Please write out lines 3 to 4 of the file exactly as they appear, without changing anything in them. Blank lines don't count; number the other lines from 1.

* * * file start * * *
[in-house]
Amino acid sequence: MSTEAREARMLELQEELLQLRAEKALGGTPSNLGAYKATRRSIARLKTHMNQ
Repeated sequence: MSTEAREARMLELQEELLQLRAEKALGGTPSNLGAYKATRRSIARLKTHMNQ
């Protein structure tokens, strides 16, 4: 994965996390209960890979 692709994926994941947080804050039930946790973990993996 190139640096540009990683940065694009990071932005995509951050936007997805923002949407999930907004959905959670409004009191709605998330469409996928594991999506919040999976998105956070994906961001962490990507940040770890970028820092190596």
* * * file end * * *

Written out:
Repeated sequence: MSTEAREARMLELQEELLQLRAEKALGGTPSNLGAYKATRRSIARLKTHMNQ
């Protein structure tokens, strides 16, 4: 994965996390209960890979 692709994926994941947080804050039930946790973990993996 190139640096540009990683940065694009990071932005995509951050936007997805923002949407999930907004959905959670409004009191709605998330469409996928594991999506919040999976998105956070994906961001962490990507940040770890970028820092190596």